Climate Change’s Impact on Ohio Cities and What We Know About New Funding Available to Cities from the Inflation Reduction Act

Climate change is costing Ohio’s cities money. And it will continue to do so. Earlier this month, Power a Clean Future Ohio and the Ohio Environmental Council released a report entitled The Bill Is Coming Due: Calculating the Financial Cost of Climate Change to Ohio’s Local Governments. The report explains in detail how climate change is raising costs of everything from street maintenance to construction projects in cities. As an example, this excerpt from testimony PCFO Executive Director Joe Flarida gave to the Senate Banking, Housing, and Urban Affairs Committee describes how Cincinnati had to spend $18 million from its operating budget to reinforce a hillside that was collapsing due to increased rainfall in the city—$18 million that was intended for a new police station.

The Inflation Reduction Act (IRA), which was signed into law on August 16, 2022, directs significant federal funds to initiatives to address climate change, and many of those funds will go directly to cities and other local governments that are impacted by climate change. Those funds could not be more needed or timely. Shortly after signing the Inflation Reduction Act, the White House released fact sheets detailing the impact of the law in each state—Ohio’s fact sheet highlights, among other things, funding for a new Neighborhood Access and Equity Grant Program and investments in clean energy and energy efficiency upgrades (more detail below).

Funding for Cities in the Inflation Reduction Act

The following is what we know about specific funding in the IRA for cities. This info is drawn from this fantastic post at Columbia Law School’s Climate Law Blog.

  • Greenhouse Gas Reduction Fund – a new greenhouse gas reduction fund, administered by the EPA, will provide billions of dollars in direct and indirect investment in projects to reduce greenhouse gas emissions at the local level. Municipalities are eligible for the over $26 billion available via grants, loans, and financial and technical assistance via this program. $8 billion of that total is specifically earmarked for activities in low-income and disadvantaged communities.
  • Climate Pollution Reduction Grants – $250 million to municipalities to develop plans to reduce greenhouse gas pollution, and $4.75 billion for grants to implement greenhouse gas pollution reduction plans.
  • Zero Building Energy Code Adoption – local governments that have building code authority can apply for $330 million in funding from the Department of Energy to develop or adopt new building codes.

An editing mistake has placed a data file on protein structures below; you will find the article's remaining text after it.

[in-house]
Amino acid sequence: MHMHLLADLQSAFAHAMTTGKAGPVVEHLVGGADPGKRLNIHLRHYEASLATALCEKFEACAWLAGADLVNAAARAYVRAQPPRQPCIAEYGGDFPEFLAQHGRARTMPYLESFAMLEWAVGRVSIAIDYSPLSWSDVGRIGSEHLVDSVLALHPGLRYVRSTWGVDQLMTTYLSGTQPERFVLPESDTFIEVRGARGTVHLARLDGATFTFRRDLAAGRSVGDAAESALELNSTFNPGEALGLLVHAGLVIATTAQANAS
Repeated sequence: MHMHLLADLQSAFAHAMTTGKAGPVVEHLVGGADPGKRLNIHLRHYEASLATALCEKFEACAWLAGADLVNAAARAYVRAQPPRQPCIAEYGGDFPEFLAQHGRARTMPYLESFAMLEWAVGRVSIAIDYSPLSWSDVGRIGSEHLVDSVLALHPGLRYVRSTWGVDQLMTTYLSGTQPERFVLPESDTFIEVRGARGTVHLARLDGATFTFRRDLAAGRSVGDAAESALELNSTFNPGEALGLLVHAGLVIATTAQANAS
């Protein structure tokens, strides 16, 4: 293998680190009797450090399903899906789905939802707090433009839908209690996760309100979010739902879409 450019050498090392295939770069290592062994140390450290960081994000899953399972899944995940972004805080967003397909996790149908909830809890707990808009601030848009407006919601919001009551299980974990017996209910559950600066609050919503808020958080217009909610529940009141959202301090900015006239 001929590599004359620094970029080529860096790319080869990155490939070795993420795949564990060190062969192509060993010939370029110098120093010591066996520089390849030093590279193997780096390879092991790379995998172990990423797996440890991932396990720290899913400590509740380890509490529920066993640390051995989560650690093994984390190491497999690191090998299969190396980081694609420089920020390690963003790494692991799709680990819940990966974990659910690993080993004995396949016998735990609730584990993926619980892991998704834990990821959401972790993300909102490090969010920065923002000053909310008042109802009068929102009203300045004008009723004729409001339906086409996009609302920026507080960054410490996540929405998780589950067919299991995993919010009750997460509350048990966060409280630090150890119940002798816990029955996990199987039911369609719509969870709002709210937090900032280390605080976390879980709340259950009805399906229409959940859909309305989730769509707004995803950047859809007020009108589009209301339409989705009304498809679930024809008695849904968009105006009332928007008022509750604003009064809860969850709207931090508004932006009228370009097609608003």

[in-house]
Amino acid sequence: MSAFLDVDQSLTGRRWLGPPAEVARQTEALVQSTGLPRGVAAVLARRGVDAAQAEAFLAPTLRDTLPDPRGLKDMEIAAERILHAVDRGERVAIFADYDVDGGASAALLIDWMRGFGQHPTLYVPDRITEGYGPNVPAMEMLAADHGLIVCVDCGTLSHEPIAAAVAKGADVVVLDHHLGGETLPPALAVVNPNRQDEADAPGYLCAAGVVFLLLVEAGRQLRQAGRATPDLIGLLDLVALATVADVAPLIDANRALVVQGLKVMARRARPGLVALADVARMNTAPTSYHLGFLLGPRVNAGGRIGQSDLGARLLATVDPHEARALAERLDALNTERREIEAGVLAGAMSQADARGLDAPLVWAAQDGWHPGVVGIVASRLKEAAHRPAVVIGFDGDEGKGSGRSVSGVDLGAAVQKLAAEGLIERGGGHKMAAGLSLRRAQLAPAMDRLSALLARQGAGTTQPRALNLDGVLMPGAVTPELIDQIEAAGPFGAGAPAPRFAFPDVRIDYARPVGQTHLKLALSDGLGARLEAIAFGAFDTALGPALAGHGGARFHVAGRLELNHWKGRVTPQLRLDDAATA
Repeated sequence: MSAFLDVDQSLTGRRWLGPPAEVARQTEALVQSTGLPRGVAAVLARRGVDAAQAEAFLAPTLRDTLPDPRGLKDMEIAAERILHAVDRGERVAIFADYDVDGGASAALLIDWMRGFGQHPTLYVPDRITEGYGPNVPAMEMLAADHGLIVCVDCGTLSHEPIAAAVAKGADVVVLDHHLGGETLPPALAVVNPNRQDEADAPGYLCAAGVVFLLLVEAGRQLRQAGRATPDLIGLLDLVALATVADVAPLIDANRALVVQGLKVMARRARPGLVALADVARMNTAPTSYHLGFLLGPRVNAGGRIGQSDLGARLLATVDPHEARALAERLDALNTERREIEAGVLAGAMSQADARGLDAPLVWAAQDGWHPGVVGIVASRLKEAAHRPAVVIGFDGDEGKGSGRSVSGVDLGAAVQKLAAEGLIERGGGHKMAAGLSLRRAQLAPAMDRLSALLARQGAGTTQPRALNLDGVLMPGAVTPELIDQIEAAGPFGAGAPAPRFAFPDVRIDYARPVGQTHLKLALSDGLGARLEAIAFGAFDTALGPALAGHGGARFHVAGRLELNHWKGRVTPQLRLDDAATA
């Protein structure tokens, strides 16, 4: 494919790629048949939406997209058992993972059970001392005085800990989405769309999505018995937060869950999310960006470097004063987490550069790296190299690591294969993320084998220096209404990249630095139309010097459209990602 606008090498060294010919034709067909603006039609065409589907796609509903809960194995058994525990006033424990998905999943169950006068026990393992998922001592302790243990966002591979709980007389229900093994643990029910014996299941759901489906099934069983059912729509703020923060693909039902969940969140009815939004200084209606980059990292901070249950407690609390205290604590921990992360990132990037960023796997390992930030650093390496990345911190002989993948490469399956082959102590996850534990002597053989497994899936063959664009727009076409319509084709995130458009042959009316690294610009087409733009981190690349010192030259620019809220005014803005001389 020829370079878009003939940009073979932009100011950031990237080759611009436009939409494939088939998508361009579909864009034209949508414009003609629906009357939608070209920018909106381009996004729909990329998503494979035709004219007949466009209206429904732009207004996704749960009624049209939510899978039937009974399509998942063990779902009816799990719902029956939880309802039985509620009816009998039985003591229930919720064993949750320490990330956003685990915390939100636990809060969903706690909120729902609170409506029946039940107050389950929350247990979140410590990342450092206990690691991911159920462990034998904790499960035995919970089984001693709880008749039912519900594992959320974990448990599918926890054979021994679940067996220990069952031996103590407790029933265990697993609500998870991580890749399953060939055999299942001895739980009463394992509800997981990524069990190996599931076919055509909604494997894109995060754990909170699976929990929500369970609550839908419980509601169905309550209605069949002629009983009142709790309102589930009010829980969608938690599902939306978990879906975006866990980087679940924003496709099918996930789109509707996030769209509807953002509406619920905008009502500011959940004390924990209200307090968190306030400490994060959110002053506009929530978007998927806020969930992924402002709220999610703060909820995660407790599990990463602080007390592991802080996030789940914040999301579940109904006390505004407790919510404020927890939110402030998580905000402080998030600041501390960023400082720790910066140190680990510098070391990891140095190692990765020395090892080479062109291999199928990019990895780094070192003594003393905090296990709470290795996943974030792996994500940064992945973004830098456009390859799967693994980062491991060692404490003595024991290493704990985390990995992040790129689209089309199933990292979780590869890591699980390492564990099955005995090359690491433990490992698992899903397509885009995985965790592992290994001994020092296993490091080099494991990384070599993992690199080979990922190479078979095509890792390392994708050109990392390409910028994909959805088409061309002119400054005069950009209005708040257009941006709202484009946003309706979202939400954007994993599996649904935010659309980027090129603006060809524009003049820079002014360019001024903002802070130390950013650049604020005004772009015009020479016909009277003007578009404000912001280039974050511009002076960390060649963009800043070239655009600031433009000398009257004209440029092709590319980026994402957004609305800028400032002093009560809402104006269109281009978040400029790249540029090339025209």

• Clean Heavy-Duty Vehicles – the IRA contains an appropriation for $600 million for costs associated with replacing non-zero-emissions heavy-duty vehicles with zero-emissions vehicles. The funds can also cover fueling and charging infrastructure for cities.
  • Low Emissions Electricity Program – the IRA contains a $17 million appropriation for outreach and technical assistance to local governments for reductions in greenhouse gas emissions that result from domestic electricity generation and use.
  • Neighborhood Access and Equity Grant Program – funding for highway removal, remediation, or capping, with a focus on mitigating the impacts of highways and building or improving complete streets, multiuse trails, regional greenways, or active transportation networks. The IRA sets aside $1.893 billion for use in any community, and $1.262 billion for economically disadvantaged communities.
  • Environmental Review Implementation Funds – $100 million in funding for local governments to facilitate and build capacity for environmental review of surface transportation projects.
  • Environmental and Climate Justice Block Grants – new block grant program that makes $2.8 billion available for (1) community-led air and other pollution monitoring, prevention, and remediation, and investments in low- and zero-emission and resilient technologies; (2) mitigation of urban heat islands, extreme heat, wood heater emissions, and wildfires; (3) reducing indoor air pollution; (4) climate resilience and adaptation; and (5) facilitating engagement of disadvantaged communities.
  • Coastal Communities and Climate Resilience – $2.6 billion for the conservation, restoration, and protection of coastal and marine habitats.
  • State and Private Forestry Conservation – $1.5 billion to support tree planting activities.